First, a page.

Queen of the Court: Nikki Fargas Helped Bring Las Vegas Its First Pro Championship

The city of Las Vegas is known more for sports betting than actual sports, but that’s changing due to the Las Vegas Aces and its president, Nikki Fargas.

Fargas and the Aces won their first WNBA championship earlier this month, becoming the first of the city’s three pro teams to win a title.

The Minnesota Spokesman-Recorder reports Fargas is the second-highest ranking Black executive in the WNBA. New York Liberty CEO Keia Clarke and Los Angeles Sparks Senior Vice President Natalie White are the other Black female C-Suite members in the WNBA.

Fargas was hired by the Aces last May after a decade coaching the Louisiana State University women’s basketball team. She finished with a 240-142 record and made the Sweet Sixteen in back-to-back years, 2012-13 and 2013-14.

“After 25 years of coaching, I wanted to pave the way for those who came after me. When I left LSU, I was the only Black head coach, and it served me well. Most important is that LSU…[I] have a 100% graduation rate,” Fargas said when she took the Aces position.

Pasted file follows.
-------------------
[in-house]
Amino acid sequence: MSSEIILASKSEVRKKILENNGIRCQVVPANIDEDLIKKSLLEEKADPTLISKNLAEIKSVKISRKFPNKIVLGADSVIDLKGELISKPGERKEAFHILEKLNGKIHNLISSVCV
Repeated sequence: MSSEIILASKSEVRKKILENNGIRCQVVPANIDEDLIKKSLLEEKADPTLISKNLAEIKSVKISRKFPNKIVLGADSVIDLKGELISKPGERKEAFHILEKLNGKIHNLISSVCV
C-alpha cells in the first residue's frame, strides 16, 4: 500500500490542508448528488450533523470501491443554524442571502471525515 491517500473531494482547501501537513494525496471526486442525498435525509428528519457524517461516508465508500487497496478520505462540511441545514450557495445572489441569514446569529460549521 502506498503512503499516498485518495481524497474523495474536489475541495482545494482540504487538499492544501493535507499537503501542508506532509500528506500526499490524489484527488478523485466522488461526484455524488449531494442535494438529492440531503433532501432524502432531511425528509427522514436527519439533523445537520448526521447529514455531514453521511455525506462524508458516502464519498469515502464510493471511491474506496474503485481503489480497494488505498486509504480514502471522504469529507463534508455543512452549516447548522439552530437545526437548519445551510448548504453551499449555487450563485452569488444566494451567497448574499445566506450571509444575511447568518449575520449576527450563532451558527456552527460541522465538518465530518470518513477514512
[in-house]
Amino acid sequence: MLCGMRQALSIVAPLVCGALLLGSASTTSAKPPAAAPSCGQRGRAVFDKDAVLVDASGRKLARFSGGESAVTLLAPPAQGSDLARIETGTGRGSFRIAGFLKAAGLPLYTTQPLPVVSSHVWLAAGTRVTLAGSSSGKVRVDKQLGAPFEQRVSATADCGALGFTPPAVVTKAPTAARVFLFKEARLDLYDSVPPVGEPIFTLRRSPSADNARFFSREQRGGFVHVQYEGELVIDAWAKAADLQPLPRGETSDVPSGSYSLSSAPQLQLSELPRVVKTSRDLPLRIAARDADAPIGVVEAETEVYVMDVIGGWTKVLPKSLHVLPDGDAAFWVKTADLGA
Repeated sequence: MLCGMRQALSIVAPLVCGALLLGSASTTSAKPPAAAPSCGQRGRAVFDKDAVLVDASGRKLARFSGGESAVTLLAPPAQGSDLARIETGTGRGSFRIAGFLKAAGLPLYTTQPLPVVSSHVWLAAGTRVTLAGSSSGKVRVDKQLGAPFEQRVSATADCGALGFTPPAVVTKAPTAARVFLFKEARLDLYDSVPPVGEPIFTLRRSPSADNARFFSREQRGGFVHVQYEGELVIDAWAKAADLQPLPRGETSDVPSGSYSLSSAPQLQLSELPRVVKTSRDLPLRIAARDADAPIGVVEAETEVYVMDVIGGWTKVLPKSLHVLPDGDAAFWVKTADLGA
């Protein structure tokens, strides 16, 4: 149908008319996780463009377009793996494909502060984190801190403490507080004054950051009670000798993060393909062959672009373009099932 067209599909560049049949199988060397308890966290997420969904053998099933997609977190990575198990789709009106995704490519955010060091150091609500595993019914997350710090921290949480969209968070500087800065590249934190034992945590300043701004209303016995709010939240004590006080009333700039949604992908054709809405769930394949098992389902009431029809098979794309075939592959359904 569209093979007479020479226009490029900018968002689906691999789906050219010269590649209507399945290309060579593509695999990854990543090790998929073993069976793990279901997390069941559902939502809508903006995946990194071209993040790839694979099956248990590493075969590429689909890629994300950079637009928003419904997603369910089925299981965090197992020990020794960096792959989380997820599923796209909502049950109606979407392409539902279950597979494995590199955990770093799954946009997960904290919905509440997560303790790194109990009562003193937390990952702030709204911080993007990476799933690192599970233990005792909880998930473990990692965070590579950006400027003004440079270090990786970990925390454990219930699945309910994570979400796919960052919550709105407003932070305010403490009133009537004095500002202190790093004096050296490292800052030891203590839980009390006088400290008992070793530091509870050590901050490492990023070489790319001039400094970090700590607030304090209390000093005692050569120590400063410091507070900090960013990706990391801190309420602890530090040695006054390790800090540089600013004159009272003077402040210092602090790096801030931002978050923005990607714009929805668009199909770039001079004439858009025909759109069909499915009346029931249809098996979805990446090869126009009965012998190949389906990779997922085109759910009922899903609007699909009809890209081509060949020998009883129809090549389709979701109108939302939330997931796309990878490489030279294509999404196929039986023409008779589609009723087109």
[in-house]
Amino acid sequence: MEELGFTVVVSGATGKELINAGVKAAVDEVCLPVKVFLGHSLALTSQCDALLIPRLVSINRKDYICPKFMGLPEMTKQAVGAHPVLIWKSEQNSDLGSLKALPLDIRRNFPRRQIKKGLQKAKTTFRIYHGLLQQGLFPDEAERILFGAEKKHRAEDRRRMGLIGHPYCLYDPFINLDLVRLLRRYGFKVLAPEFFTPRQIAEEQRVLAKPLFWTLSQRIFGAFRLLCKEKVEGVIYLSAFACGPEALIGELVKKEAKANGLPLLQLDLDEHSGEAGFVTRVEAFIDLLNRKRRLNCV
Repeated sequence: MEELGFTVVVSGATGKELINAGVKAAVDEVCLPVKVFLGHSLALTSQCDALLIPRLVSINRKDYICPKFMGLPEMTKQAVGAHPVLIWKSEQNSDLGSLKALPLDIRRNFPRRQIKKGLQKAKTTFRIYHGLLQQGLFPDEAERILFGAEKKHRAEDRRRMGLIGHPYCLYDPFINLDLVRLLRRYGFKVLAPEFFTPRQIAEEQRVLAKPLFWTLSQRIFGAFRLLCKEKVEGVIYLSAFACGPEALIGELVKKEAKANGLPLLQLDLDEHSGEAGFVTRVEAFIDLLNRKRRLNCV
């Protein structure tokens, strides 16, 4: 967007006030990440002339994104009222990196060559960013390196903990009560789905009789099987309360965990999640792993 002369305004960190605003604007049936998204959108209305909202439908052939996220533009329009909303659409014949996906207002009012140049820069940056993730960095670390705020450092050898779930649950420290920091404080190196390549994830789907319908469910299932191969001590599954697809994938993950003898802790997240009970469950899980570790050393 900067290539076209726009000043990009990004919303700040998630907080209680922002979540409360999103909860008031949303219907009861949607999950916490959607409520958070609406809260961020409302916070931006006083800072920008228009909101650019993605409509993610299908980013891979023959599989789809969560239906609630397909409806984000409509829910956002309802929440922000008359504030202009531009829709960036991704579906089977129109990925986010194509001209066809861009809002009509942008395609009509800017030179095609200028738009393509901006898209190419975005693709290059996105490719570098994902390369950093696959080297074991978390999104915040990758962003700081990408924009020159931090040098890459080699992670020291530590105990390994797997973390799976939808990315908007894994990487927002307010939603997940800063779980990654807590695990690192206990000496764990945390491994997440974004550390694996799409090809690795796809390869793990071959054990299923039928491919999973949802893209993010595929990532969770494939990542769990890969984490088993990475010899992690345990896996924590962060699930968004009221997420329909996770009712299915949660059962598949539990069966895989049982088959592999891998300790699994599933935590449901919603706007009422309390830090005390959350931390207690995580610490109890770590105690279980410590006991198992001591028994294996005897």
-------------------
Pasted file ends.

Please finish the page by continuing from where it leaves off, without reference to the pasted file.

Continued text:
WNBA Commissioner Cathy Engelbert praised Fargas during a press conference before Game 1 of this year’s WNBA Finals calling her “a great reflection on the league and the ownership and the diversity of our front offices.”

The Aces are the fourth team in the 26-year history of the WNBA to win a championship with a Black general manager and the second in a row after the Chicago Sky and General Manager James Wade won the 2021 WNBA title.

Aces owner Mark Davis is a champion of diversity, much like his father, the late Al Davis, who as the owner of the NFL’s Los Angeles/Oakland Raiders, hired Art Shell twice, once in 1989, making him the first Black head coach in the NFL since the 1920s. Davis hired Shell again in 1996.

Davis, who now owns both the Aces and the Raiders, followed his father’s footsteps by hiring Sandra Douglass Morgan as team president, the first Black woman in the NFL to hold that position.

Despite Morgan and Fargas showing what Black women can do when given the opportunity, Black women are still few and far between in corporate positions. According to a recent report from McKinsey, Black women make up just four percent of C-suite executives, something  Fargas wants to see change.

“I hope it gets to the point where it’s not like, ‘Oh my gosh, look what’s going on,’ to where it becomes the norm. You gave us an opportunity and we’re gonna be damn good at it, because all of our life we’ve had to be twice as good,” Fargas told the Spokesman-Recorder. “To have us in those leadership roles is not something that was just given to us. It’s something that was earned. To hire us, it’s OK to put us in those leadership roles.”